The loss of a family member is an incredibly difficult time. In addition to coping with your grief and potentially planning a memorial service or funeral, there are usually many financial decisions that will need to be made.
How do you know what you’re supposed to do? It can be incredibly overwhelming. Here is a list of steps to help reduce stress during this time.
- Contact your financial advisor so they can help you evaluate the financial aspects of the situation.
- Also, contact the person’s estate attorney to see if they have an estate plan. This might include a will and revocable trust, for example. The attorney should be able to tell you if there is an:
- Executor of the will and who it is
- Trustee of any trusts that exist
- A guardian for the care of a child and financial management while the child is a minor
- Keep track of your phone calls and contacts (e.g., dates, times, status) in an online document or notebook. It will be helpful to find the individual’s passwords and have them in one place.
- Locate a local notary, as they will be needed, the attorney’s office may have a notary available.
- Obtain multiple copies of the certified death certificate. Some companies will not accept a photocopy. This is common with insurance policies and annuity contracts, and transfer of deeds for example.
- Obtain a certificate of appointment to document the authority to act as personal representative, if required in your state. Keep in mind that language used to describe aspects of settling an estate can vary in each state.
- Open an estate checking account, if necessary, to pay bills and receive accounts/assets associated with settling the estate. If you open a checking account for the estate, you’ll need to get an employer identification number through IRS Form SS-4, Application for Employer Identification Number.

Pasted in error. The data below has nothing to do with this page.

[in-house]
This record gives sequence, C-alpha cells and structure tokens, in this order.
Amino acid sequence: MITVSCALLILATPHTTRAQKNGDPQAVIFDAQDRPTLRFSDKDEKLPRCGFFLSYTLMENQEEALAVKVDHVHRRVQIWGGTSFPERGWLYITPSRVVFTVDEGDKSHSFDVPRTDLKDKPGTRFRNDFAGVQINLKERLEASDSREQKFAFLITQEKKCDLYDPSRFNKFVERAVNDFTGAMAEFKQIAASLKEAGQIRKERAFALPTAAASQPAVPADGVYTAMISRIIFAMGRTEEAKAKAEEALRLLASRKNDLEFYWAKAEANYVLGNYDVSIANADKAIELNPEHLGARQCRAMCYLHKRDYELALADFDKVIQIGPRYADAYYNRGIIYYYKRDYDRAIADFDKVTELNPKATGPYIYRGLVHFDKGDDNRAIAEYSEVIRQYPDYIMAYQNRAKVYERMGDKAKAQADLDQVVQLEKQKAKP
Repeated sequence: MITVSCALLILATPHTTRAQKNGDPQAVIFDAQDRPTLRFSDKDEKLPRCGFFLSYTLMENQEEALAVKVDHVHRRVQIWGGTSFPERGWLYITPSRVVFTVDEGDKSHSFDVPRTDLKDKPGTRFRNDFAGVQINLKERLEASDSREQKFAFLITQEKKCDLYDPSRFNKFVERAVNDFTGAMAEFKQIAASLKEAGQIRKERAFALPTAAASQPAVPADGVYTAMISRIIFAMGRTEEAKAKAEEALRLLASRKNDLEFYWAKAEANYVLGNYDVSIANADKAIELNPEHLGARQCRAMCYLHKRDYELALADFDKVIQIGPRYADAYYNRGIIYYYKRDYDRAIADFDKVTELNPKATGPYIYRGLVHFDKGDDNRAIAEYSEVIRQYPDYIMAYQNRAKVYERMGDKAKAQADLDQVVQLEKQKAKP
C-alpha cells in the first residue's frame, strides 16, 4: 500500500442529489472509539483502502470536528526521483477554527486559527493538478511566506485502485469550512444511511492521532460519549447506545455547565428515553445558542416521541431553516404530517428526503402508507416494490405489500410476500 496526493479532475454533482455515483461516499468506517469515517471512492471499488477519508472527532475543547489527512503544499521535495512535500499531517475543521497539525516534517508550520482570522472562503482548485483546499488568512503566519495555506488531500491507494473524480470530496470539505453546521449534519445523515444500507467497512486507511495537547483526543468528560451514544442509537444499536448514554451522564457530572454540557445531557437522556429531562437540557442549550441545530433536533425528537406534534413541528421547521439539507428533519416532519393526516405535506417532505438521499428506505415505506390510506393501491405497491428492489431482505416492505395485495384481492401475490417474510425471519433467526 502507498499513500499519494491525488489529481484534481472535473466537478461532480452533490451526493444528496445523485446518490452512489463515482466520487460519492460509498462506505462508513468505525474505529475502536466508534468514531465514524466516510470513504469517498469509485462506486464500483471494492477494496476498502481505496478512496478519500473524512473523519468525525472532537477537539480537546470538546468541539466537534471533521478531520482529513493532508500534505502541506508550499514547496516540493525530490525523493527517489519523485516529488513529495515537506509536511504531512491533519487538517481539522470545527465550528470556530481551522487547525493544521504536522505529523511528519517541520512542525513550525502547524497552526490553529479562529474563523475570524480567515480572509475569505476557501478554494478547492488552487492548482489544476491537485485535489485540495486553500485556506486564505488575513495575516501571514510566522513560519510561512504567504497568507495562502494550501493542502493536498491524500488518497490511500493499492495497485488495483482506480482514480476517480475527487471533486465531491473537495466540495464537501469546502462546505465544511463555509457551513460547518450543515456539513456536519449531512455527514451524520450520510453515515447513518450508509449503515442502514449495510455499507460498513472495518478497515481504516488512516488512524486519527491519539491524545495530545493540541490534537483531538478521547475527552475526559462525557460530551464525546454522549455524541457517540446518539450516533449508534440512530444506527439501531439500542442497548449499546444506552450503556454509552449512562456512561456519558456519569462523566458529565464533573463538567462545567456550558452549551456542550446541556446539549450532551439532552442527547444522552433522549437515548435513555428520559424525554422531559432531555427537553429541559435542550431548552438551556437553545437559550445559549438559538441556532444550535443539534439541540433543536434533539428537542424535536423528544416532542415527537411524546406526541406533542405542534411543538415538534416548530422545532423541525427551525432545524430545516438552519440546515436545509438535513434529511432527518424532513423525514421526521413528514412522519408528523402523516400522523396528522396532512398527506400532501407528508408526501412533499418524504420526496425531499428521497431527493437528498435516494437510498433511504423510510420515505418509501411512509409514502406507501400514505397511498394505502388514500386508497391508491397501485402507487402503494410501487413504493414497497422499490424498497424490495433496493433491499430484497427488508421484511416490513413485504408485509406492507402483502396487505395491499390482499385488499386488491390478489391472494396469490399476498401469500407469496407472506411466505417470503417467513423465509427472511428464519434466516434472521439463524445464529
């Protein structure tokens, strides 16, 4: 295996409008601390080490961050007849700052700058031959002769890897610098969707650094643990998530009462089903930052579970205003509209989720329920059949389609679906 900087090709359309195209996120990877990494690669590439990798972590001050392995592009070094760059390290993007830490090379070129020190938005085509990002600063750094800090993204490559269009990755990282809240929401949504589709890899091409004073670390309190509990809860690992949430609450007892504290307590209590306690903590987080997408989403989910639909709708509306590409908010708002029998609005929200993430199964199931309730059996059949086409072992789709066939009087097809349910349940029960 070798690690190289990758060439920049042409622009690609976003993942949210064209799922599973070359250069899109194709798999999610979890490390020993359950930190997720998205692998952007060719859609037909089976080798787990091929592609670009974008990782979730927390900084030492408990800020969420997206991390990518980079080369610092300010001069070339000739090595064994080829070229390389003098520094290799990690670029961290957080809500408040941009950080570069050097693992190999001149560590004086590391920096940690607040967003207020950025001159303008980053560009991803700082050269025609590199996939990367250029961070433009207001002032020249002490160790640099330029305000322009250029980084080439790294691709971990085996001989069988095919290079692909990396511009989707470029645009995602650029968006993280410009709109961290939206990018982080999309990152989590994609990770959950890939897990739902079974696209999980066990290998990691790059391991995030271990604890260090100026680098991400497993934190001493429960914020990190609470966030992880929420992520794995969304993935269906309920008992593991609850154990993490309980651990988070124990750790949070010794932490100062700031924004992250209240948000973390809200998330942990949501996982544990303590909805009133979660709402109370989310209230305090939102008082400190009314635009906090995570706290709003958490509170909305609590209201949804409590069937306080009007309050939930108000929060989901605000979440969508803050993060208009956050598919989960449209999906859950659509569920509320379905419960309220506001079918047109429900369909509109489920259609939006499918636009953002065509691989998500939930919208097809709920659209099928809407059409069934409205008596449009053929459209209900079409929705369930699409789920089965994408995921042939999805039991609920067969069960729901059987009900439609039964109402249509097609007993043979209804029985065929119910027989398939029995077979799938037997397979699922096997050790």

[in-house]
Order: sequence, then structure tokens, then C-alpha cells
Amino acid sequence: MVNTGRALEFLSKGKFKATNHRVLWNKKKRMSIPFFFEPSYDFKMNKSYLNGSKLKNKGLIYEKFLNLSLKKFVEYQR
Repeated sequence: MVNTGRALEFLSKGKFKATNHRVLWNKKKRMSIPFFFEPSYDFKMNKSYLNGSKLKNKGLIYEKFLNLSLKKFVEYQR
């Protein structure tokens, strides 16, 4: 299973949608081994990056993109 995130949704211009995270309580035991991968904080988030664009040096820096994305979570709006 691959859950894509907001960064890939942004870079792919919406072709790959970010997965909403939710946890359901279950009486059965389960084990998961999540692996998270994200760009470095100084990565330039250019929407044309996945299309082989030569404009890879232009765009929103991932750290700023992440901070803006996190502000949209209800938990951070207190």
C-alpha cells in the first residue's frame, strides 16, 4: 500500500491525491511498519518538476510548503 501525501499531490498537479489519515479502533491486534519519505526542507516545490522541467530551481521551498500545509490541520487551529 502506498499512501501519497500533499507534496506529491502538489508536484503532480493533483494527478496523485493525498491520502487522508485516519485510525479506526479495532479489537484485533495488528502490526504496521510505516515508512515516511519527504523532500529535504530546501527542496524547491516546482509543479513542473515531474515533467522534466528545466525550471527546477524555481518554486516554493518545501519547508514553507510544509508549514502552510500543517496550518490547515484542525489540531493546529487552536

- Determine how the person’s assets/property will be maintained during the estate settlement process.
- Contact the Social Security Administration. Inquire about survivors’ benefits. You might also be eligible for a one-time death payment.
- Look into veterans’ benefits (if applicable) and possible assistance with burials costs for veterans and their spouses.
- Contact financial organizations to find out how to update ownership and beneficiary designations on joint financial accounts (investment, bank, and credit accounts).
- Contact financial organizations to determine how to close single-owner financial accounts and transfer assets.
- Update names and beneficiaries on insurance policies, including life, health, and auto policies. Among the insurance providers, also confirm the coverage requirements to maintain the person’s assets (including the car).
- Update the property title(s) for real estate. If property was owned in multiple states, review the probate process in each state. (For non-resident states, ancillary probate may be necessary.)
- Contact a deceased spouse’s employer (if applicable) if there is a 401(k) account and a group insurance policy. It may also be necessary to contact former employers that may have provided a group life insurance policy. The person may also have retirement plans through former employers.
- Contact all three major credit bureaus to minimize the risk of identity theft.
- Locate the title and registration for any cars, so that you can update the vehicle title and registration; cancel the driver’s license.
- Close email and social media accounts.
- If the deceased is a spouse then the surviving spouse previously named their now-deceased spouse as their durable power of attorney or medical power of attorney, they will need to name a new person.
The entire process can be overwhelming, it is important to have a board-certified estate planning attorney involved to ensure all aspects of the estate plan are followed.
Call the Law Offices of Debra G. Simms at 386.256.4882 to learn more. We are currently offering free consultations via video conference to assist you with your needs.
This blog post is not case-specific and is provided only for educational purposes and is not intended to provide specific legal advice. Blog topics may or may not be updated and entries may be out-of-date at the time you view them.